2021—Pub. L. 116–283 renumbered section 2531 of this title as this section.
1992—Pub. L. 102–484, § 4202(a), renumbered section 2504 of this title as section 2531.
Subsec. (a)(1). Pub. L. 102–484, § 4271(c), substituted “defense technology and industrial base” for “defense industrial base”.
1990—Subsec. (a). Pub. L. 101–510 inserted “or to the reciprocal procurement of defense items,” after “defense equipment,” in introductory provisions.
1989—Pub. L. 101–189 inserted “and related agreements” after “understanding” in section catchline and amended text generally. Prior to amendment, text read as follows: “In the negotiation and renegotiation of each memorandum of understanding between the Secretary of Defense, acting on behalf of the United States, and one or more foreign countries (or any instrumentality of a foreign country) relating to research, development, or production of defense equipment, the Secretary of Defense shall—
“(1) consider the effect of such proposed memorandum of understanding on the defense industrial base of the United States; and
“(2) regularly solicit and consider information or recommendations from the Secretary of Commerce with respect to the effect on the United States industrial base of such memorandum of understanding.”
Defense Trade Reciprocity
Pub. L. 108–375, div. A, title VIII, § 831, Oct. 28, 2004, 118 Stat. 2017, provided that:
It is the policy of Congress that procurement regulations used in the conduct of trade in defense articles and defense services should be based on the principle of fair trade and reciprocity consistent with United States national security, including the need to ensure comprehensive manufacturing capability in the United States defense industrial base.
“(b) Requirement.—The Secretary of Defense shall make every effort to ensure that the policies and practices of the Department of Defense reflect the goal of establishing an equitable trading relationship between the United States and its foreign defense trade partners, including ensuring that United States firms and United States employment in the defense sector are not disadvantaged by unilateral procurement practices by foreign governments, such as the imposition of offset agreements in a manner that undermines the United States defense industrial base. In pursuing this goal, the Secretary shall—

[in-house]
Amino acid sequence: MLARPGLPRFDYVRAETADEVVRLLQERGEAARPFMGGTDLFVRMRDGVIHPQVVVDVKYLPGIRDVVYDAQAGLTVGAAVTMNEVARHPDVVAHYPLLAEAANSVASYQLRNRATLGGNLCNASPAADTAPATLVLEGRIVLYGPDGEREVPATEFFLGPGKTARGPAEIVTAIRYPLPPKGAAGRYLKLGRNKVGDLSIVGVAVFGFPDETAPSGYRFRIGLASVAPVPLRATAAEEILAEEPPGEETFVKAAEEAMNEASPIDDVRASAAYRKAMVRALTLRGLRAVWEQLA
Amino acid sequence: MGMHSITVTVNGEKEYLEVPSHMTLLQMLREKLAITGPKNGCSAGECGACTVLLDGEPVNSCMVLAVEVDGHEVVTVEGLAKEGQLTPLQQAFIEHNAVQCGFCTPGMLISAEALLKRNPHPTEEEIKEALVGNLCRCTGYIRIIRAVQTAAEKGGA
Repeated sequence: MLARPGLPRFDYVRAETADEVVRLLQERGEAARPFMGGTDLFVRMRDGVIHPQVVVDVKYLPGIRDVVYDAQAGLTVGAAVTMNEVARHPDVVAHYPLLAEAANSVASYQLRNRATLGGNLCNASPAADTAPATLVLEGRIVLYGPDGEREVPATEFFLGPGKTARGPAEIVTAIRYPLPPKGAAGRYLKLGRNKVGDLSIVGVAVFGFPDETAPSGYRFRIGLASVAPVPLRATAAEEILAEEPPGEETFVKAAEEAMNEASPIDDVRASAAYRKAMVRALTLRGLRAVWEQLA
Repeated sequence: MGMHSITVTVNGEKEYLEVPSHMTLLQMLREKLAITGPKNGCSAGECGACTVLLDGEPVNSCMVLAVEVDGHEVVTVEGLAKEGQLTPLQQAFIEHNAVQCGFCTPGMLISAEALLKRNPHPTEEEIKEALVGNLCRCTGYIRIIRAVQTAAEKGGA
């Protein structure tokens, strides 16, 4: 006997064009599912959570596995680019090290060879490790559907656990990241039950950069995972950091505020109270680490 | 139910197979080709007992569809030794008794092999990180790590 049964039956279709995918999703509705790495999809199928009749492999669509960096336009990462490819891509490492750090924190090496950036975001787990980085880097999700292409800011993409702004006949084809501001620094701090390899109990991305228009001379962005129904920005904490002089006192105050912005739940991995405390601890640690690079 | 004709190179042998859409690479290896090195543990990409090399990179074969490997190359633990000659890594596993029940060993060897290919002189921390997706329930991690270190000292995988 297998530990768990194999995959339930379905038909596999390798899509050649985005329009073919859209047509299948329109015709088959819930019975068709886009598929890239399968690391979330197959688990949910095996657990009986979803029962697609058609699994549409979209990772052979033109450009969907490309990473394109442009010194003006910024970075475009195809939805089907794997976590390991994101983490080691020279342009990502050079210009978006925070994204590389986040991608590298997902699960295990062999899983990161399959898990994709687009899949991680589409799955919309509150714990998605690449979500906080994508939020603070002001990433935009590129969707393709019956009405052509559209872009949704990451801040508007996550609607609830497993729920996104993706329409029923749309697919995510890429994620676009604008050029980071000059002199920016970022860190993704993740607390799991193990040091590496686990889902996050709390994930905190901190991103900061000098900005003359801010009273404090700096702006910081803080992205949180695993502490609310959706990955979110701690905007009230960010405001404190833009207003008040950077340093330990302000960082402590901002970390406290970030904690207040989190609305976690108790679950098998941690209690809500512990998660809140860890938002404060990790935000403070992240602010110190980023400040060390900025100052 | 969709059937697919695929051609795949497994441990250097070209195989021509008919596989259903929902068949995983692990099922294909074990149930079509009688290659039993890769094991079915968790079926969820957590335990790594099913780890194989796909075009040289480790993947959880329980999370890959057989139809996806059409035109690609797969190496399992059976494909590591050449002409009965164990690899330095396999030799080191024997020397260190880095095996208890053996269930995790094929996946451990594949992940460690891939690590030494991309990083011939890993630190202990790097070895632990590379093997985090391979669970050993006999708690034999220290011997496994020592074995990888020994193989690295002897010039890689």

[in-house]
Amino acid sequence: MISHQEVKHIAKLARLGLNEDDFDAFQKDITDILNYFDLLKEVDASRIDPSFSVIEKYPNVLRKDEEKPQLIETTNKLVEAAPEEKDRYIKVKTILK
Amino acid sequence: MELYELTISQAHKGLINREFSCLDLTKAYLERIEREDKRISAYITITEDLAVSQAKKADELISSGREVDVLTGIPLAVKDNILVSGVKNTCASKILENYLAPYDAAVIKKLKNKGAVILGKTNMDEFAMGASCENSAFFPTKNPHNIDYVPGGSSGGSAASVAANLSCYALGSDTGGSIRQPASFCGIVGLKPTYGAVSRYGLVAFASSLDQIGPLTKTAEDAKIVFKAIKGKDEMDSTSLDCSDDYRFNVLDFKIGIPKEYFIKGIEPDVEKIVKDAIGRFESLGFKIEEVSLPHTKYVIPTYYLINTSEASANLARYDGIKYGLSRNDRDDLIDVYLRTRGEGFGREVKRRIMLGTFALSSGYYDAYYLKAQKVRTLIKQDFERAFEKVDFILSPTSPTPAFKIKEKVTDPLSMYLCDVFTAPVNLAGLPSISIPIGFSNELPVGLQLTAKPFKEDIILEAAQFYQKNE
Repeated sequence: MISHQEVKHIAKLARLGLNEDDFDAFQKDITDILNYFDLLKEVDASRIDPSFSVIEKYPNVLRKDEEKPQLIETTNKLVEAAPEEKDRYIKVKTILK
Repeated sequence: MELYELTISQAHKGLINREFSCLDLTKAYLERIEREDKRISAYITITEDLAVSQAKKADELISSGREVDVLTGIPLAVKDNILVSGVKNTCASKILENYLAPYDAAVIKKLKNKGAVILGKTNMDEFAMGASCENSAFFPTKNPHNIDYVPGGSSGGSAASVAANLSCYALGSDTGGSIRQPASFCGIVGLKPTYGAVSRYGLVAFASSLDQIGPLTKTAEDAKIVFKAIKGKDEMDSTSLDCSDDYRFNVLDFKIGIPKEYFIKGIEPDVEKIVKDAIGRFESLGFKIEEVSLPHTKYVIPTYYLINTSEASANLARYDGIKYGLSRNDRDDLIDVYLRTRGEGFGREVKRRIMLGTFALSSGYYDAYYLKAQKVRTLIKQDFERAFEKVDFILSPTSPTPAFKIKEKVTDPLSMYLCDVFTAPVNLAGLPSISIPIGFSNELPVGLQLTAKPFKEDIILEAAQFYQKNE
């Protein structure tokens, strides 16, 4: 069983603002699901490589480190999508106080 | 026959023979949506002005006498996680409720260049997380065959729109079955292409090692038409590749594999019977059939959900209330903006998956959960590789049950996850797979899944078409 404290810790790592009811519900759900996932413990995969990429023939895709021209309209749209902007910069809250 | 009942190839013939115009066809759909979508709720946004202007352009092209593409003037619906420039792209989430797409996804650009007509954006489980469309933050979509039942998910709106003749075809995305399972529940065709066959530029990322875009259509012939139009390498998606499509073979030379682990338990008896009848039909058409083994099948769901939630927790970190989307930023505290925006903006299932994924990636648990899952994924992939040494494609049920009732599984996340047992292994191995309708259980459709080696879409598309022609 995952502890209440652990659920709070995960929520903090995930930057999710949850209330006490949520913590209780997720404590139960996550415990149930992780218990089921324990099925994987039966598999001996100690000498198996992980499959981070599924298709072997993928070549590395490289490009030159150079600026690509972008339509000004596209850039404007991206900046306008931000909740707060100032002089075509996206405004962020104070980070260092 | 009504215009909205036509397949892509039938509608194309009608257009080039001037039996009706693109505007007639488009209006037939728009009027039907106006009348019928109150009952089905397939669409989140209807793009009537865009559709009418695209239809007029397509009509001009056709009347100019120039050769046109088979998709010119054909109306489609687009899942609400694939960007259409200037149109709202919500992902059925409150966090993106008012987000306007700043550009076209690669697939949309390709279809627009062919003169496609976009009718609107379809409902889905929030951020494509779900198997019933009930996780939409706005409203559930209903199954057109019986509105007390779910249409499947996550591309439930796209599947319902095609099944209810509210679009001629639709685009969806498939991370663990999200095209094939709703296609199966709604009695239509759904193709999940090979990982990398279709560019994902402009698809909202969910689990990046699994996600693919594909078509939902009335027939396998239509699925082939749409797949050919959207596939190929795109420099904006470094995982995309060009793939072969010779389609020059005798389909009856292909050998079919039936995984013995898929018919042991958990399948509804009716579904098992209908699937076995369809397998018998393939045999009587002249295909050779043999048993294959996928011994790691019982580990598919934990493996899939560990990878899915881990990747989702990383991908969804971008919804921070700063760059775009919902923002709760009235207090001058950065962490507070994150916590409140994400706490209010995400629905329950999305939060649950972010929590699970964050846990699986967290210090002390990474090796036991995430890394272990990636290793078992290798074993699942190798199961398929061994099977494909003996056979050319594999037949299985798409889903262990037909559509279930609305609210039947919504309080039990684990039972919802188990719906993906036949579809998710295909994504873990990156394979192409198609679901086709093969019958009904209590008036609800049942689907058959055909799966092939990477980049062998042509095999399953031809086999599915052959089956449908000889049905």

develop a comprehensive defense acquisition trade policy that provides the necessary guidance and incentives for the elimination of any adverse effects of offset agreements in defense trade; and
review and make necessary modifications to existing acquisition policies and strategies, and review and seek to make necessary modifications to existing memoranda of understanding, cooperative project agreements, or related agreements with foreign defense trade partners, to reflect this goal.
The Secretary shall prescribe regulations to implement this section in the Department of Defense
supplement to the Federal Acquisition Regulation.
“(d) Definitions.—In this section:
“(1) The term ‘foreign defense trade partner’ means a foreign country with respect to which there is—